I love Scrivener, and use it daily. Recently, I’ve found myself using the Research folder less, relying more on references and notes in Draft topics. Because managing two entries for the same topic (one in the Draft for writing, and another to store Research and links) is cumbersome for me.
Could you make it possible to add or move Research nodes to the Draft, giving them a different icon and automatically excluding them from all output formats.That way, we could keep PDFs, web archives and research data close to (or as child topics) of nodes in the Draft.
It would also be nice to have one additional export option that applies to Draft nodes. That would be to export any URLs saved as document references as a list of hyperlinks below the generated text of each draft topic.
Thanks so much for developing this killer app. It has already changed the way I work.
You can already do this. You can apply your own icons to any item in the binder. And if you set your own Label (or Status) for research documents, you can then select a checkbox on Compile to automatically exclude them.
Having said that, I much prefer to keep research notes separate from the draft, but if works for you, you can do it.
Actually, I was referring to items that cannot be moved to the Draft. For example, if you create a web archive or drag a PDF into the Research folder, those nodes can’t be moved to the Draft. I’m suggesting that the Draft folder could support such entries if the compile routine were enhanced to automatically exclude nodes that can’t be exported (e.g. PDFs, spreadsheets, etc.). Aside from the export limitation, those nodes would behave like other nodes. You could change their hierarchical position in the Draft, for example. Any non-exportable item should have a special icon.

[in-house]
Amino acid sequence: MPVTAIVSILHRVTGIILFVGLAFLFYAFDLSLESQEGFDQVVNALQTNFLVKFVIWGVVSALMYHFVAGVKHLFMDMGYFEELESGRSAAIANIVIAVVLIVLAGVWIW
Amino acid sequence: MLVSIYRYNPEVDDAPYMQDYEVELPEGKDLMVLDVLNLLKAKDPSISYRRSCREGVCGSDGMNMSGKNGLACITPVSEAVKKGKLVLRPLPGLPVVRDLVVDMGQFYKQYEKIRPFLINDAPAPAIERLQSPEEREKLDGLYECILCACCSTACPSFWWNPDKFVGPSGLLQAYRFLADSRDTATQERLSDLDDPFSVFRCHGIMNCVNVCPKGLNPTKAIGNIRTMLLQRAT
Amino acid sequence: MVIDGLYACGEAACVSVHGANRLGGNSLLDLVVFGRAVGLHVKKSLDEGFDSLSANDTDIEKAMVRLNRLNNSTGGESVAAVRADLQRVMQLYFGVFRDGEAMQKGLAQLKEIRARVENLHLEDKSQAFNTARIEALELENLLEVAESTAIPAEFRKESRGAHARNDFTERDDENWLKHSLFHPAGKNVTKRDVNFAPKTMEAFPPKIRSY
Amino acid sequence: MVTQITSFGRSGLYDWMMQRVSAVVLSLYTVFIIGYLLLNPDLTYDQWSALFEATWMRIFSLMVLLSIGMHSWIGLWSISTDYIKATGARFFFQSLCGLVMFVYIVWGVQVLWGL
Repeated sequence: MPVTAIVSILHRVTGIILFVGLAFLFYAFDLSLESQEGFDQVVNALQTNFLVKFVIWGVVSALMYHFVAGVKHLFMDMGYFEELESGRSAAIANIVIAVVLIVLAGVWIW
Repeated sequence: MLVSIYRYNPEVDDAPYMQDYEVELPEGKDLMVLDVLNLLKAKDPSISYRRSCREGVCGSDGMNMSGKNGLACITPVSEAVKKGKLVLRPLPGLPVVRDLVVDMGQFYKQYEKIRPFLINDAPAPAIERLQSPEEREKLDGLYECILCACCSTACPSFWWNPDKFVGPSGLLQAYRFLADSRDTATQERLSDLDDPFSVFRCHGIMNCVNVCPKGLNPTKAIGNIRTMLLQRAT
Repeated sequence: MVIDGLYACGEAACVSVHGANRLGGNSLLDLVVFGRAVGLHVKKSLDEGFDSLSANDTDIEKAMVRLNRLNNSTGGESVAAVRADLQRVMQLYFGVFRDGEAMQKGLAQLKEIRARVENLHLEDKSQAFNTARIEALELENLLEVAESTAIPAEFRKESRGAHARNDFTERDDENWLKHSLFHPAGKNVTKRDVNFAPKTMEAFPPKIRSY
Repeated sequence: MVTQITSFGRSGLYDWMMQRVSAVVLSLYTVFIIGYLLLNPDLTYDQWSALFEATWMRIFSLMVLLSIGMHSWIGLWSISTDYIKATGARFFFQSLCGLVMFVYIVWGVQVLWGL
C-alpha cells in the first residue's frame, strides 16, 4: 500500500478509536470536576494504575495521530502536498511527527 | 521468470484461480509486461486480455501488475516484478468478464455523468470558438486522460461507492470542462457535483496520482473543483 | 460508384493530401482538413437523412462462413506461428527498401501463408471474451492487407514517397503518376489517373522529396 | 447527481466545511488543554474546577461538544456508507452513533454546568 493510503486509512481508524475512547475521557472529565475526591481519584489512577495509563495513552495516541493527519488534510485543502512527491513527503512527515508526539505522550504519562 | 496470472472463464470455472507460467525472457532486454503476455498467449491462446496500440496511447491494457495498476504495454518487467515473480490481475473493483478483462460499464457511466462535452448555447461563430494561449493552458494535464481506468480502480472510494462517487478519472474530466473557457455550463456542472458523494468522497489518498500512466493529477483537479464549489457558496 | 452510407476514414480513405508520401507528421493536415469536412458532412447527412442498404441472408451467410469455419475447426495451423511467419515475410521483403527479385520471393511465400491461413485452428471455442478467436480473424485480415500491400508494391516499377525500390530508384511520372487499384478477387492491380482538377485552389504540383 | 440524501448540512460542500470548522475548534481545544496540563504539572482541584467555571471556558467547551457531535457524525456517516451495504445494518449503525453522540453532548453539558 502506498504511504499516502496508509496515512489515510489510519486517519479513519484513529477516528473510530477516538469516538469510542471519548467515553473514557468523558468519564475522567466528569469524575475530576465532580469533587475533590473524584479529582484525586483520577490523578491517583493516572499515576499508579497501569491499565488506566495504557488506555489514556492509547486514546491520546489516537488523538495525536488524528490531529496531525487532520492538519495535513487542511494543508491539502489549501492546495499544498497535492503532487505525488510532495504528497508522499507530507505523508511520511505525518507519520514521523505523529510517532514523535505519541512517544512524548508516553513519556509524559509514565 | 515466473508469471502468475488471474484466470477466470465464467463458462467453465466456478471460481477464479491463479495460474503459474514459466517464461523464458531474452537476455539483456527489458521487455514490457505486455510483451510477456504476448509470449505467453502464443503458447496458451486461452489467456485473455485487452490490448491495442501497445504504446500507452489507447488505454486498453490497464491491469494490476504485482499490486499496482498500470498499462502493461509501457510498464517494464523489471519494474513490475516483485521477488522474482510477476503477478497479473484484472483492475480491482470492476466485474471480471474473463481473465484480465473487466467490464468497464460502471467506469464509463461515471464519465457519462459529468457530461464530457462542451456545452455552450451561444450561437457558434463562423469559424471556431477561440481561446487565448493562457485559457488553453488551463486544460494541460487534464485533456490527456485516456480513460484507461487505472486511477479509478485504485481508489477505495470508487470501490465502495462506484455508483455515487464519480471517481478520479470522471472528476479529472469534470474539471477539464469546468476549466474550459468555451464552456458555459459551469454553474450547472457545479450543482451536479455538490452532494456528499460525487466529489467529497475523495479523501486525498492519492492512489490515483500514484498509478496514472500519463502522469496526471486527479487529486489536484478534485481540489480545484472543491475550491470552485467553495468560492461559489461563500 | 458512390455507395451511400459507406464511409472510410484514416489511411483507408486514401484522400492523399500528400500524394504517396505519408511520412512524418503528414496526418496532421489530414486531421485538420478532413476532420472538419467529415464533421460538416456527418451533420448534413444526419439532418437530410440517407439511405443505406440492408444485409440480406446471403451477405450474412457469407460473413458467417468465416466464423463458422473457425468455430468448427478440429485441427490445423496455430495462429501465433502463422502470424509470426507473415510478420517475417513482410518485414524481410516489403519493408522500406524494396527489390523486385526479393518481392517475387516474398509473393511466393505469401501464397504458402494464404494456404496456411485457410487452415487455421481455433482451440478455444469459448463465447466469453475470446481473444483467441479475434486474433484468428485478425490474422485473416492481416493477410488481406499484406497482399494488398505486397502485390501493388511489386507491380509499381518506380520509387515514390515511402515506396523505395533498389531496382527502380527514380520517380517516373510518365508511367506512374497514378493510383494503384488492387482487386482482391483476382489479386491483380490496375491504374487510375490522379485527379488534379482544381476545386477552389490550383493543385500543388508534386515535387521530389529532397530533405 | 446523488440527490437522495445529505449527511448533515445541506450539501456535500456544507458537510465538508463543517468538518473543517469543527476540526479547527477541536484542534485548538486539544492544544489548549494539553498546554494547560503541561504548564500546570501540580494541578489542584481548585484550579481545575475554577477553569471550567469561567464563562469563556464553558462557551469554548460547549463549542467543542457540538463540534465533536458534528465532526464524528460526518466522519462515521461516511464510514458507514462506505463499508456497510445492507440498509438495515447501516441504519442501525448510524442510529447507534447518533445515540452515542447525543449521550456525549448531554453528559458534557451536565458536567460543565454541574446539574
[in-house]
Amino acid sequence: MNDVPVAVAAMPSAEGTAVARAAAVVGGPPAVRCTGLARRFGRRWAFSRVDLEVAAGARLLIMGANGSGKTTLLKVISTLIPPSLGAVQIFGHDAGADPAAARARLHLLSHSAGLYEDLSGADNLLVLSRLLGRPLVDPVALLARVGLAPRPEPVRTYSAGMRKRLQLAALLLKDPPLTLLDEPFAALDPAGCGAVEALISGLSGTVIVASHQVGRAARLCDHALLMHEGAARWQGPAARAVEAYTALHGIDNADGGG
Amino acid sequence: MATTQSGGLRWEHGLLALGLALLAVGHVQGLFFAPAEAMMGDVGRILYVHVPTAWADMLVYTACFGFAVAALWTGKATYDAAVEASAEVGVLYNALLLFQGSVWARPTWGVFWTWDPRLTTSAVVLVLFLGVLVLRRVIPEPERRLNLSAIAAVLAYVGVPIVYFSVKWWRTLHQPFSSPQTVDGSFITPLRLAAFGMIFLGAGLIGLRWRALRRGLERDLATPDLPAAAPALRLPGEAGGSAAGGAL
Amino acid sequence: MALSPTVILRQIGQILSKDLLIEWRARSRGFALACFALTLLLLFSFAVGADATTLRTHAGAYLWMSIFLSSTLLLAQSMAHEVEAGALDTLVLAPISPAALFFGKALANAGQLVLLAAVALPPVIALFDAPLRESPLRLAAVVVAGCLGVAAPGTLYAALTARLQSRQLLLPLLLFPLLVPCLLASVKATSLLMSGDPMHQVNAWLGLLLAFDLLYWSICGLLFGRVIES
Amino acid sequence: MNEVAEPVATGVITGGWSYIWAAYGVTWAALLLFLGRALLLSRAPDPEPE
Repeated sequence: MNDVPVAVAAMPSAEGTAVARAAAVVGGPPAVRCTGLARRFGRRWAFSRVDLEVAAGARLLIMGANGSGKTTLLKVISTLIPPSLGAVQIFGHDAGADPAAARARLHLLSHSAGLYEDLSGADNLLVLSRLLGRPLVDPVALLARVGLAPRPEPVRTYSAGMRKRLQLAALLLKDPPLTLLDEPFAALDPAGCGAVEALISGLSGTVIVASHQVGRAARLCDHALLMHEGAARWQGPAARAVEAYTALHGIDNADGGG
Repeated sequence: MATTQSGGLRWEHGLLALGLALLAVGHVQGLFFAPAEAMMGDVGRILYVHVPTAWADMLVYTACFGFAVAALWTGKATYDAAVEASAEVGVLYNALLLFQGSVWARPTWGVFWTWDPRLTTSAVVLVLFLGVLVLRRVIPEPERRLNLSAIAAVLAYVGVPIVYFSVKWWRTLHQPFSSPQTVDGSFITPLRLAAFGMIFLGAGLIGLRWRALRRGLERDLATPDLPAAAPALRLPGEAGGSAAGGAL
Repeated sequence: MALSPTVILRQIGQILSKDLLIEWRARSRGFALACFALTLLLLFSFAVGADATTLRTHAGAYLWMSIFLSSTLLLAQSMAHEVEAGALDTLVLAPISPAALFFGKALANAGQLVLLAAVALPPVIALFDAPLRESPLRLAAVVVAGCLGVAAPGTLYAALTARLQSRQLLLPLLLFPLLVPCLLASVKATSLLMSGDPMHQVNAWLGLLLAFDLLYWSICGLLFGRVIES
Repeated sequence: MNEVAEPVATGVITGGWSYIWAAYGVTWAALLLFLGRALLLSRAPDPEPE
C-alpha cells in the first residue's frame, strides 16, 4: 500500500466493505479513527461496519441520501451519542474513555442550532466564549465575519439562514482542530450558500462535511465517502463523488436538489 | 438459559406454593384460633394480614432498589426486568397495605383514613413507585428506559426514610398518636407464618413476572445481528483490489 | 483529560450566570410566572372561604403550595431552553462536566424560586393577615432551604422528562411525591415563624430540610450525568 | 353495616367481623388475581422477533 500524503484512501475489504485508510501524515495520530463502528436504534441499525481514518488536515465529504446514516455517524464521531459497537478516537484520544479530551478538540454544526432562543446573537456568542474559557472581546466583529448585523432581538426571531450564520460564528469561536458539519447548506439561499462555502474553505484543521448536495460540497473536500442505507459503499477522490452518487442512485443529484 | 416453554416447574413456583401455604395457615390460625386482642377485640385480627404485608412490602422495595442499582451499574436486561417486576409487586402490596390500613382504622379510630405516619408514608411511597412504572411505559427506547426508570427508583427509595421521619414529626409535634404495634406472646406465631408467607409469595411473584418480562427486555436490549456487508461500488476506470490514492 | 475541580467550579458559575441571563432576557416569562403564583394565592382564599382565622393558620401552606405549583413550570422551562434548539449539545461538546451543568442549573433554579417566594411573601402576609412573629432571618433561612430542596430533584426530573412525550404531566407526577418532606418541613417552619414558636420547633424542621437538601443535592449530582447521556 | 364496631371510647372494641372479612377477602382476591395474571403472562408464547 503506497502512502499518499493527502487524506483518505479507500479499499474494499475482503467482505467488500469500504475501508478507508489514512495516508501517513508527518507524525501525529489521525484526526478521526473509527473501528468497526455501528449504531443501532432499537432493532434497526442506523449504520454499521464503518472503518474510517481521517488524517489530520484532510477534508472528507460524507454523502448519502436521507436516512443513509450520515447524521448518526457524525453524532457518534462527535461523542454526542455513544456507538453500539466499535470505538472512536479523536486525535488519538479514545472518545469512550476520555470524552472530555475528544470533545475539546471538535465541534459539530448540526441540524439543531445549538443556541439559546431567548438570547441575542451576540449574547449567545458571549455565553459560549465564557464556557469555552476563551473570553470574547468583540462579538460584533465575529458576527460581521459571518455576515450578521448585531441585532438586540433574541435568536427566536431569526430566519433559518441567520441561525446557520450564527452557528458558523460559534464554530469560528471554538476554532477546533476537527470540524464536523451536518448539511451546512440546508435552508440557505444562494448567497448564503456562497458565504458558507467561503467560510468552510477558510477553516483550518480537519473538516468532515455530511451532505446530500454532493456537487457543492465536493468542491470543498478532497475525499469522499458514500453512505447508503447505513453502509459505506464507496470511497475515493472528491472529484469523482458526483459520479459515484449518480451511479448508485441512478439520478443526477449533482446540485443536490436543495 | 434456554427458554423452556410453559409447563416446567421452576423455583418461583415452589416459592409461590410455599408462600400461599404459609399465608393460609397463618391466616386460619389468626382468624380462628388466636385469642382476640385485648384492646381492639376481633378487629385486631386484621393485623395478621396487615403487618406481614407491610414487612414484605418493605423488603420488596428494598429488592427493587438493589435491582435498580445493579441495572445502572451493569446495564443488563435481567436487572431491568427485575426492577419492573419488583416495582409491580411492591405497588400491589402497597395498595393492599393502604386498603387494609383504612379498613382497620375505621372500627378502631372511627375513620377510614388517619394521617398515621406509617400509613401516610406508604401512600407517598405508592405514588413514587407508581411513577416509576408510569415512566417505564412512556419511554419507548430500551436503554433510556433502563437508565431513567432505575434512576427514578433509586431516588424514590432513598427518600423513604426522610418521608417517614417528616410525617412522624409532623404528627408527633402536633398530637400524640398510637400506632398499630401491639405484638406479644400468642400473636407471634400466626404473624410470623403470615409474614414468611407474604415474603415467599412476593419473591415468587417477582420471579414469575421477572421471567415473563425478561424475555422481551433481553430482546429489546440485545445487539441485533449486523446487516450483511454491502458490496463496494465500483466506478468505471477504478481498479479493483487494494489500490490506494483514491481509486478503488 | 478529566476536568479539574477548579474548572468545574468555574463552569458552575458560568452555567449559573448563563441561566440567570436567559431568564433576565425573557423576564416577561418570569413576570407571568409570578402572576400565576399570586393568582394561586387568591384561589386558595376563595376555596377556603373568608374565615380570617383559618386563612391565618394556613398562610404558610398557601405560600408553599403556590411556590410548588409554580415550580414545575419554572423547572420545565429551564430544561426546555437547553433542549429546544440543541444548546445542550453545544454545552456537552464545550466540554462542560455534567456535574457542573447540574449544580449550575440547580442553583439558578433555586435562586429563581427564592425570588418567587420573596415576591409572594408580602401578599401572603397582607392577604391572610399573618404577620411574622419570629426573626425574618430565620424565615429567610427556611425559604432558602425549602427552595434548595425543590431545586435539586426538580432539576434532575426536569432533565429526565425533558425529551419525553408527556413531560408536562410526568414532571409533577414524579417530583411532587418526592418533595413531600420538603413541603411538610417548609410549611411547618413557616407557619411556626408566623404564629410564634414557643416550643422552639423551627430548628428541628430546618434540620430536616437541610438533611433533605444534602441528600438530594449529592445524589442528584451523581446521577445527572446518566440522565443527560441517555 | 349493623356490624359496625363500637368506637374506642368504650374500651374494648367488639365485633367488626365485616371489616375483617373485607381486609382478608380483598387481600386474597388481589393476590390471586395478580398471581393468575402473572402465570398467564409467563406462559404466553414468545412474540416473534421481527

This could be implemented without radically changing the way Scrivener works today. Scrivener would allow anything in the Research folder to be moved to the Draft, and vice versa. It would ignore non-exportable items when content is generated. Those nodes would be hidden from appearing in compilation dialogs, because they don’t represent content.
I’m probably one of the knuckleheads that would find that confusing. Everything in my draft is part of the draft. That, to me, is why it’s called a draft. So I’d probably put a PDF or something in my draft, and then expect it to compile. And of course it wouldn’t. And so I’d be grumpy and say rude things to Keith and then he’d be all politely gruff and quirky and I’d be red-faced when I see my mistake. Or something like that.
Anyway, sorry for the smoked fish and I hope you find a process that works for you.
I too would like to put selected Research items (web archives, PDFs, etc.) alongside the corresponding Draft nodes. It is already great to be able to combine them in 1 project, would be even better to locate them closer to the corresponding writing work. Some auto-icon and auto-exclude from compiles would be nice too.